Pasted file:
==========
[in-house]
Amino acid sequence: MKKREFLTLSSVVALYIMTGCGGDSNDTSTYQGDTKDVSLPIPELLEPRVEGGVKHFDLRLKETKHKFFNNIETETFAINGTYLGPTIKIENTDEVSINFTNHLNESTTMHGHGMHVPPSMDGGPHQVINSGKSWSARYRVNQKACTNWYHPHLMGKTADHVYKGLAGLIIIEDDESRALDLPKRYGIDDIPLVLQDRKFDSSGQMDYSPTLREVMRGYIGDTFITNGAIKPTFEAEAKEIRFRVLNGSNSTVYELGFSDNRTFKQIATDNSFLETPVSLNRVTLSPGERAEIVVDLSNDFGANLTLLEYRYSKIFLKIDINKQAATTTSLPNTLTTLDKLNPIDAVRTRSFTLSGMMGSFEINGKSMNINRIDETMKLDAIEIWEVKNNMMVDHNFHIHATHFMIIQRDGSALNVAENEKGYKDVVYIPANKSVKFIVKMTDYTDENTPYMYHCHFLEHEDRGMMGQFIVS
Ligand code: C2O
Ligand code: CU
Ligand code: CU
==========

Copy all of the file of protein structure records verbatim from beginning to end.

[in-house]
Amino acid sequence: MKKREFLTLSSVVALYIMTGCGGDSNDTSTYQGDTKDVSLPIPELLEPRVEGGVKHFDLRLKETKHKFFNNIETETFAINGTYLGPTIKIENTDEVSINFTNHLNESTTMHGHGMHVPPSMDGGPHQVINSGKSWSARYRVNQKACTNWYHPHLMGKTADHVYKGLAGLIIIEDDESRALDLPKRYGIDDIPLVLQDRKFDSSGQMDYSPTLREVMRGYIGDTFITNGAIKPTFEAEAKEIRFRVLNGSNSTVYELGFSDNRTFKQIATDNSFLETPVSLNRVTLSPGERAEIVVDLSNDFGANLTLLEYRYSKIFLKIDINKQAATTTSLPNTLTTLDKLNPIDAVRTRSFTLSGMMGSFEINGKSMNINRIDETMKLDAIEIWEVKNNMMVDHNFHIHATHFMIIQRDGSALNVAENEKGYKDVVYIPANKSVKFIVKMTDYTDENTPYMYHCHFLEHEDRGMMGQFIVS
Ligand code: C2O
Ligand code: CU
Ligand code: CU